(oh, with notes on the purslane, basil and delicata squash growing here as well.)
Alas, I got my potatoes in the ground late this year – the raised beds weren’t ready until late June. At any rate, yes this late in the season (at least in the Northern Hemisphere) for a post about planting outdoor vegetables, but I’m starting the harvest now, and one is welcome to bookmark this post for next year. (I’ll re-link it in spring… but if you live and garden in the Southern Hemisphere, here you go!)
As I am really only a fan of the gold potatoes (Yukon being the most prevalent strain around here, although I’ve also tasted and liked the Carolina gold), that’s the only type I planned on planting – and possibly the only type I ever will. Their rich and creamy taste and texture draw me to them, and they are really useful for just about any potato purpose you can think of. One advantage I personally find is that Yukons don’t need a surfeit of salt. They have enough intrinsic flavor that they stand well enough with only a minmum of that seasoning.
The only place where I find Russets to be better is in making French or steak fries – something I don’t really have a call to cook very often. Let’s face it… not the healthiest thing one can cook using potatoes to begin with. I’m content to save those steak fries for occasional dinners out. The only time I cooked them at home is when a farmers’ market vendor simply handed me some, gratis. (.See my Steak Fries recipe here.) This is a place where Russets will hold together properly for the cooking procedure.
One thing about potatoes – if you ever go to (or read up about, in my case) Peru, you’ll learn that this seat of potatoes has perhaps a hundred varieties of the spud. If some of the other variants come up here to Massachusetts or nearby, I’d consider tasting and perhaps growing some of those.
ASSORTED YUKON GOLD RECIPES:
At any rate, here are a few potato recipes I’ve made using the Yukon (or other) gold potato variety:
Mashed Potatoes: The surprise secret ingredient is a pinch or so of ground nutmeg. I have to credit Karl H. for this awesome idea. I have done this without fail for the past 25 years based on his influence. (It even makes Russets sparkle.)
Scalloped Potatoes au Gratin with Onions and Cabbage: While this version is vegetarian, I’ve also made this with a bit of bacon. Remains in either case a standard in this house.
Colcannon: An Irish dish made with potatoes, leeks, and cabbage.
Irish Shepherd’s Pie: Use lamb. (Otherwise, it is “cottage pie”. Although I could give a go-ahead to “cowboy pie” as a name.) I adore this recipe.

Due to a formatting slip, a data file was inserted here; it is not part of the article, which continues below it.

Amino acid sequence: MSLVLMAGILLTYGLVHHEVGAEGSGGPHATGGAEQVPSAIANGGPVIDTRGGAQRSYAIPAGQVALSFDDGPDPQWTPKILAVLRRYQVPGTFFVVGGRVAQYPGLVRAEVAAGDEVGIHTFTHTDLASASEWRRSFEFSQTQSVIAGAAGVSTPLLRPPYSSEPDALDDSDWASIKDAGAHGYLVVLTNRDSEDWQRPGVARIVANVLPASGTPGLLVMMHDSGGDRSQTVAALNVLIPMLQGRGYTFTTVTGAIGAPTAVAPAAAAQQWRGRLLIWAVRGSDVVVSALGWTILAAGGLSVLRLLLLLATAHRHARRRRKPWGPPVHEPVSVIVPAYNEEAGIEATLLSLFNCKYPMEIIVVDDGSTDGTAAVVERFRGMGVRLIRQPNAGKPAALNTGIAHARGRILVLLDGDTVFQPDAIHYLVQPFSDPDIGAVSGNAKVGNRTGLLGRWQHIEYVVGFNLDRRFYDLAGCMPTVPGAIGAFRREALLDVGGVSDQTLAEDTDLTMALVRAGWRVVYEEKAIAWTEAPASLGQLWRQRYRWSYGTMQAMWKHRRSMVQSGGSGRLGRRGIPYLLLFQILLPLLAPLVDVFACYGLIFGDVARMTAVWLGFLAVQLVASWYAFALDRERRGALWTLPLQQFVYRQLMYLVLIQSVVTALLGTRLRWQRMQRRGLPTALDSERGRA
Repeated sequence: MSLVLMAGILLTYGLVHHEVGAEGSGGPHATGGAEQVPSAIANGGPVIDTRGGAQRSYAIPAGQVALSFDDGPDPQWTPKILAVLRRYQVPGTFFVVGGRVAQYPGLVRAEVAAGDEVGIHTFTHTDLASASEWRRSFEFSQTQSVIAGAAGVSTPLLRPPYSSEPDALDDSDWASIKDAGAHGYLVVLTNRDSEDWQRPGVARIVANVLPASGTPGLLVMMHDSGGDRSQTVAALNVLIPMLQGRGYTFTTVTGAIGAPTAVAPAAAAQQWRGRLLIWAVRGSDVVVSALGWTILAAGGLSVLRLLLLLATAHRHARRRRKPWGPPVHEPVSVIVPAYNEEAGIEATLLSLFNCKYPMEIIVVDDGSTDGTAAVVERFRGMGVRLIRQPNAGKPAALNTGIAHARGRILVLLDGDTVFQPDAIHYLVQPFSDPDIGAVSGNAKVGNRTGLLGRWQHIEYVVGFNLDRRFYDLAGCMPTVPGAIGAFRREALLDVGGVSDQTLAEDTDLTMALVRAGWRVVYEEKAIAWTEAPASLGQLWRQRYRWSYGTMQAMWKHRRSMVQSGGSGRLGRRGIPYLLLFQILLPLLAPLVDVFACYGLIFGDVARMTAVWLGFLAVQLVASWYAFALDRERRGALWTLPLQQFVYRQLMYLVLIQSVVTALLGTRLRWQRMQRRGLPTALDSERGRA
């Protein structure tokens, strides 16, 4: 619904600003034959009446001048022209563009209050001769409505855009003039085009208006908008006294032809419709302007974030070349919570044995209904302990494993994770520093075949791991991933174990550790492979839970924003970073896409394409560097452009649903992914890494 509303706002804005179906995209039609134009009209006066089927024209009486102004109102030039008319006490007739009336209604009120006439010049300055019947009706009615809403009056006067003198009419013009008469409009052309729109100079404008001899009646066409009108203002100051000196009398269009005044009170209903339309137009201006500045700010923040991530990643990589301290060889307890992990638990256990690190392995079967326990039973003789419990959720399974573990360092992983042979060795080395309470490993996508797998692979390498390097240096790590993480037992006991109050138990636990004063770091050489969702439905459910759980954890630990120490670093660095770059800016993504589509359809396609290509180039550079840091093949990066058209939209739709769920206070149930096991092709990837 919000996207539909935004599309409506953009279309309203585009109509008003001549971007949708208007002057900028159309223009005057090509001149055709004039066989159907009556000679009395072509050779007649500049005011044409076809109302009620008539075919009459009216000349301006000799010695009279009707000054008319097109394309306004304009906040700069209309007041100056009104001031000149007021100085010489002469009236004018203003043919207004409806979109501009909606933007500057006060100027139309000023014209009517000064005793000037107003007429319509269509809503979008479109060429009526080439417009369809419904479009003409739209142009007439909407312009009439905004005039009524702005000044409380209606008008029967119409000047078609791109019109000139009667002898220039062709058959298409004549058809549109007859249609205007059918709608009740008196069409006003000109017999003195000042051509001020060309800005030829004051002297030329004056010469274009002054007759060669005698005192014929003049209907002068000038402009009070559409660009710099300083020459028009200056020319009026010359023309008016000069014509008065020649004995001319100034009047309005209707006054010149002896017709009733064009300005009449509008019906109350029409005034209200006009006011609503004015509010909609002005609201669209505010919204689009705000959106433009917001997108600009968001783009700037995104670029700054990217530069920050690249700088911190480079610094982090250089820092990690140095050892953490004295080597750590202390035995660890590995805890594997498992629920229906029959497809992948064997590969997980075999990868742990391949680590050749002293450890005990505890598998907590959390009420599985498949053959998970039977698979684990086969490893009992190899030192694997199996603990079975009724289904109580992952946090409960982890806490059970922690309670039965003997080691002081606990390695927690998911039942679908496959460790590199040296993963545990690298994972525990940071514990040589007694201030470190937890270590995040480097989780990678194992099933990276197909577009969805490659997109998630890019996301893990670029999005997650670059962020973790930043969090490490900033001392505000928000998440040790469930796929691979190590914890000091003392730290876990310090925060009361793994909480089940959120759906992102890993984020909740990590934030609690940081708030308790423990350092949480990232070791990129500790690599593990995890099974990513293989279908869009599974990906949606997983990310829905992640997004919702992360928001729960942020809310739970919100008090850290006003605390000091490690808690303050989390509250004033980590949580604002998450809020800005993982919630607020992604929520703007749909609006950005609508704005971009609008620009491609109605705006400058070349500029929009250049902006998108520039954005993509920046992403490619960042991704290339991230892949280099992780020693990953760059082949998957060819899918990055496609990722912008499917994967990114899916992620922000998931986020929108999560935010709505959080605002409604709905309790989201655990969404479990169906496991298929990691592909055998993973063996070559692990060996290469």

Clear Rhode Island Clam Chowder: Frankly, my favorite of the regional clam chowders, personally ranking them Rhode Island > New England > Manhattan.
I have also added Yukon golds to Indian curries, where they meld in nicely. And yes, you can use any variety you truly like to make any of these dishes. I simply have a strong bias.
GROWING THE TATERS:
Doesn’t matter what variety you grow, they all appear to require the same things. I obtained my seed potatoes from two sources: the first were potatoes I let live in my root cellar all winter and spring long, but which developed roots before I could cook them. Which was fine by me. These got planted outside. The second batch were bought from a nearby mom and pop “Tractor Supply-like” store. I did intermingle them when planting.
If they were large, I cut them in half or thirds, and made sure some seed roots were beginning to develop on the parts of the potato I intended to plant. I planted in rows, each potato “seed” at least 8 inches from its neighbor. You can plant them closer should you desire – potatoes are fine clumping – but as I didn’t do much “hilling”, I figured some distance was fine. I put each potato bit about 4 or 5 inches deep into the soil.
Hilling: Mound up soil around the potato plantings, and increase the amount of soil as the season progresses. This is why those “potato baskets” work. I have done them in the past. You keep adding more soil as the potatoes develop – you really don’t want the potato tubers to turn green, which they will do if the tubers start developing above soil surface. GREEN means they are producing solanine (potato plants are in the nightshade group – the green bits are potentially poisonous).
HARVESTING THE TATERS: